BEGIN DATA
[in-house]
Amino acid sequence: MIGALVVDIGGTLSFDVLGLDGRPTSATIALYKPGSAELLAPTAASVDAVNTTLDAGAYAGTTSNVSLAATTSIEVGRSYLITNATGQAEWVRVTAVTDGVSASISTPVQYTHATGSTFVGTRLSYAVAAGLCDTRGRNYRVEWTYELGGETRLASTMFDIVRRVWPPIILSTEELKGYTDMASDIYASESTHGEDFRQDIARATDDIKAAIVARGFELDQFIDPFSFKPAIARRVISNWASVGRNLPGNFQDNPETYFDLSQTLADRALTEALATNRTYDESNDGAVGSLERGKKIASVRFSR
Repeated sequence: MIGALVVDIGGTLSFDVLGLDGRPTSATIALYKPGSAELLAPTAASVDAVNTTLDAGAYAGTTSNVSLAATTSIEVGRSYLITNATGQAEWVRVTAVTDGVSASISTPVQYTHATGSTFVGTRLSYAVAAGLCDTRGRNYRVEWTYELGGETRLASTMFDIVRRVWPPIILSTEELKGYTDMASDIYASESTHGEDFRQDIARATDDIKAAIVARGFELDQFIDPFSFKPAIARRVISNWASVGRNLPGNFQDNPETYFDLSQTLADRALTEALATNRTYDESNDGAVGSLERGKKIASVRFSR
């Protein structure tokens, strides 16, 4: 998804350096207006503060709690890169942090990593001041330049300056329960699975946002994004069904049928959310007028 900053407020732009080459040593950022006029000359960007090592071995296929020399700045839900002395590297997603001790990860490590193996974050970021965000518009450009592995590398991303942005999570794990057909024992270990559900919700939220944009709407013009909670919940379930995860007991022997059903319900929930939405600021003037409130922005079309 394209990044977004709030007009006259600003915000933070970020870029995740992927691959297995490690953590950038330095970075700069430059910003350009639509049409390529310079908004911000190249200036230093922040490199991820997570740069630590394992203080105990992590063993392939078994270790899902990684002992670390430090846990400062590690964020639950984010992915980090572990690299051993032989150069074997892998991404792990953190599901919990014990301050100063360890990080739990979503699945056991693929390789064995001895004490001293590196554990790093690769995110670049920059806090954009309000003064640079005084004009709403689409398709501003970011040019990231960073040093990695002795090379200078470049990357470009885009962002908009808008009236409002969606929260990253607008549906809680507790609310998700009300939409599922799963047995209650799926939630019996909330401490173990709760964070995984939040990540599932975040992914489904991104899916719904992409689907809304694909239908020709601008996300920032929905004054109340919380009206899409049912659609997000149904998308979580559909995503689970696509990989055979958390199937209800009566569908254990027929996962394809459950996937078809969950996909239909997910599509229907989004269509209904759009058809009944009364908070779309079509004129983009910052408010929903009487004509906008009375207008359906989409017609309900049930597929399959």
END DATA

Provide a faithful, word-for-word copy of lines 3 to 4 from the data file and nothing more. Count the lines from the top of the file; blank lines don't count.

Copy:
Repeated sequence: MIGALVVDIGGTLSFDVLGLDGRPTSATIALYKPGSAELLAPTAASVDAVNTTLDAGAYAGTTSNVSLAATTSIEVGRSYLITNATGQAEWVRVTAVTDGVSASISTPVQYTHATGSTFVGTRLSYAVAAGLCDTRGRNYRVEWTYELGGETRLASTMFDIVRRVWPPIILSTEELKGYTDMASDIYASESTHGEDFRQDIARATDDIKAAIVARGFELDQFIDPFSFKPAIARRVISNWASVGRNLPGNFQDNPETYFDLSQTLADRALTEALATNRTYDESNDGAVGSLERGKKIASVRFSR
């Protein structure tokens, strides 16, 4: 998804350096207006503060709690890169942090990593001041330049300056329960699975946002994004069904049928959310007028 900053407020732009080459040593950022006029000359960007090592071995296929020399700045839900002395590297997603001790990860490590193996974050970021965000518009450009592995590398991303942005999570794990057909024992270990559900919700939220944009709407013009909670919940379930995860007991022997059903319900929930939405600021003037409130922005079309 394209990044977004709030007009006259600003915000933070970020870029995740992927691959297995490690953590950038330095970075700069430059910003350009639509049409390529310079908004911000190249200036230093922040490199991820997570740069630590394992203080105990992590063993392939078994270790899902990684002992670390430090846990400062590690964020639950984010992915980090572990690299051993032989150069074997892998991404792990953190599901919990014990301050100063360890990080739990979503699945056991693929390789064995001895004490001293590196554990790093690769995110670049920059806090954009309000003064640079005084004009709403689409398709501003970011040019990231960073040093990695002795090379200078470049990357470009885009962002908009808008009236409002969606929260990253607008549906809680507790609310998700009300939409599922799963047995209650799926939630019996909330401490173990709760964070995984939040990540599932975040992914489904991104899916719904992409689907809304694909239908020709601008996300920032929905004054109340919380009206899409049912659609997000149904998308979580559909995503689970696509990989055979958390199937209800009566569908254990027929996962394809459950996937078809969950996909239909997910599509229907989004269509209904759009058809009944009364908070779309079509004129983009910052408010929903009487004509906008009375207008359906989409017609309900049930597929399959």